Skip Navigation LinksHome > January 2013 - Volume 35 - Issue 1 > Cord Blood Transplants for SCID: Better B-cell Engraftment?
Journal of Pediatric Hematology/Oncology:
doi: 10.1097/MPH.0b013e31824e15b8
Online Articles: Clinical and Laboratory Observations

Cord Blood Transplants for SCID: Better B-cell Engraftment?

Chan, Wan-Yin MD, MS; Roberts, Robert Lloyd MD, PhD; Moore, Theodore B. MD; Stiehm, E. Richard MD

Collapse Box


Hematopoietic stem-cell transplantation is the treatment of choice for severe combined immunodeficiency (SCID). Despite successful T-cell engraftment in transplanted patients, B-cell function is not always achieved; up to 58% of patients require immunoglobulin therapy after receiving haploidentical transplants. We report 2 half-sibling males with X-linked γ-chain SCID treated with different sources of stem cells. Sibling 1 was transplanted with T-cell–depleted haploidentical maternal bone marrow and sibling 2 was transplanted with 7/8 human leukocyte antigen-matched unrelated umbilical cord blood. Both patients received pretransplant conditioning and posttransplant graft-versus-host-disease prophylaxis. B-cell engraftment and function was achieved in sibling 1 but not in sibling 2. This disparate result is consistent with a review of 19 other SCID children who received cord blood transplants. B-cell function, as indicated by no need for immunoglobulin therapy, was restored in 42% of patients given haploidentical transplants and in 68% of patients given matched unrelated donor transplants compared with 80% of patients given cord blood transplants. Cord blood is an alternative source of stem cells for transplantation in children with SCID and has a higher likelihood of B-cell reconstitution.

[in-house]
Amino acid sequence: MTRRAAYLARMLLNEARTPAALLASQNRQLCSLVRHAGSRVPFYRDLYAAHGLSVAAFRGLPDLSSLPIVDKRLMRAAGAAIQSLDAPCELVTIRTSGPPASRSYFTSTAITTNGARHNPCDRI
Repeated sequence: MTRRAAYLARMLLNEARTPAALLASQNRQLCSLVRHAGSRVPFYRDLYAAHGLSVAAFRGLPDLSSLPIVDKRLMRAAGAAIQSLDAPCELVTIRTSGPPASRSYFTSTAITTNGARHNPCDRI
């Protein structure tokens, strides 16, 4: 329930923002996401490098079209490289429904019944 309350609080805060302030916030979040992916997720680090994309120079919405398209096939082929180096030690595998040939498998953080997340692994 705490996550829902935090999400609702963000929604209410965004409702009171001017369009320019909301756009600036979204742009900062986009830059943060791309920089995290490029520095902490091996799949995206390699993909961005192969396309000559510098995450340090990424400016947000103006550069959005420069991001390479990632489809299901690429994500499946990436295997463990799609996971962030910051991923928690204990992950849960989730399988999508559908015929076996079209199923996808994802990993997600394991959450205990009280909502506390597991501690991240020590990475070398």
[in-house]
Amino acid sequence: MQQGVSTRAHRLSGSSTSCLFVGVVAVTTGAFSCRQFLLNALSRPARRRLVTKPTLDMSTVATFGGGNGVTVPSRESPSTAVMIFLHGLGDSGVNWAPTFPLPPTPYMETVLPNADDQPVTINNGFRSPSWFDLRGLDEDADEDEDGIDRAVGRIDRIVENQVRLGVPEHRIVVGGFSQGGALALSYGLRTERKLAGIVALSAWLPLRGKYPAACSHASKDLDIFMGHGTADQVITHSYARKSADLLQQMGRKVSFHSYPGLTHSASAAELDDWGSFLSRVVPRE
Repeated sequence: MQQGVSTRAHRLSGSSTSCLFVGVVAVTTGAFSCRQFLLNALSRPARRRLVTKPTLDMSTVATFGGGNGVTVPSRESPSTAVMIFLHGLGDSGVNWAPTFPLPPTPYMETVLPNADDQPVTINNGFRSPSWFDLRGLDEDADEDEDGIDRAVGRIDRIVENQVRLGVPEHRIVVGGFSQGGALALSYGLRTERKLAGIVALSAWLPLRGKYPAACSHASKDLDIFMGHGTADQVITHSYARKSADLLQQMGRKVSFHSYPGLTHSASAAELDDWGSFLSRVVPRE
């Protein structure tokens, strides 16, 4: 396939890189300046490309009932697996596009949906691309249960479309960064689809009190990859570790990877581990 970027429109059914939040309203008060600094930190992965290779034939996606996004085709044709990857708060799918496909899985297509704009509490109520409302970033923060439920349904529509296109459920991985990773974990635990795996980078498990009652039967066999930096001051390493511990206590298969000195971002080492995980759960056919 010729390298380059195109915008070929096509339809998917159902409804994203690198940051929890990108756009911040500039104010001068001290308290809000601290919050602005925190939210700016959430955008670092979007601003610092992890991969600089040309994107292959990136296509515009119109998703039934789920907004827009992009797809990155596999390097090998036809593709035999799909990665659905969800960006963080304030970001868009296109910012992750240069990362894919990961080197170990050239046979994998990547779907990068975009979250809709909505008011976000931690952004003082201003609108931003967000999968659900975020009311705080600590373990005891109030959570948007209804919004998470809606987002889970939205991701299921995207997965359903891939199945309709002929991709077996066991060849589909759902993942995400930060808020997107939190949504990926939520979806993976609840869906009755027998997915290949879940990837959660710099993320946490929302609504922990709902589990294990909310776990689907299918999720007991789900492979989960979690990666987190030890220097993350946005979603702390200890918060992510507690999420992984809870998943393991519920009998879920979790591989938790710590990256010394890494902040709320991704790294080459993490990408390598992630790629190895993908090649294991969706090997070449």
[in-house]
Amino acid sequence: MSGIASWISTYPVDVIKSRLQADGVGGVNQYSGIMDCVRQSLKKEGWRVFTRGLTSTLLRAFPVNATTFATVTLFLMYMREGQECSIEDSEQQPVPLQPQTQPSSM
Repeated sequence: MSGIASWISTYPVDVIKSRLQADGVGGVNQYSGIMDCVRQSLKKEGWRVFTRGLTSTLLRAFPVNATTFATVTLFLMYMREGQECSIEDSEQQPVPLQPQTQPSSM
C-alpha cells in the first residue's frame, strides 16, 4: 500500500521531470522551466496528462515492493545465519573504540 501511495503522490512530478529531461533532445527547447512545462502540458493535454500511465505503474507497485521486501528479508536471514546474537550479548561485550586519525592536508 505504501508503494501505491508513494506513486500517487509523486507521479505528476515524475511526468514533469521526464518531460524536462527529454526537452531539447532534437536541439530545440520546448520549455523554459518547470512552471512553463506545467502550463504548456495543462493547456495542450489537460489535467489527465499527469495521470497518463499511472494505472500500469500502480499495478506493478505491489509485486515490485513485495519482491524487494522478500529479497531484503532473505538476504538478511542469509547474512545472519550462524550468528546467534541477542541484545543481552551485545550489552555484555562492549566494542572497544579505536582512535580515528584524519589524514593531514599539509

Copyright © 2013 Wolters Kluwer Health, Inc. All rights reserved.


Article Tools


Article Level Metrics

Search for Similar Articles
You may search for similar articles that contain these same keywords or you may modify the keyword list to augment your search.

Connect With Us


For additional oncology content, visit LWW Oncology Journals on Facebook.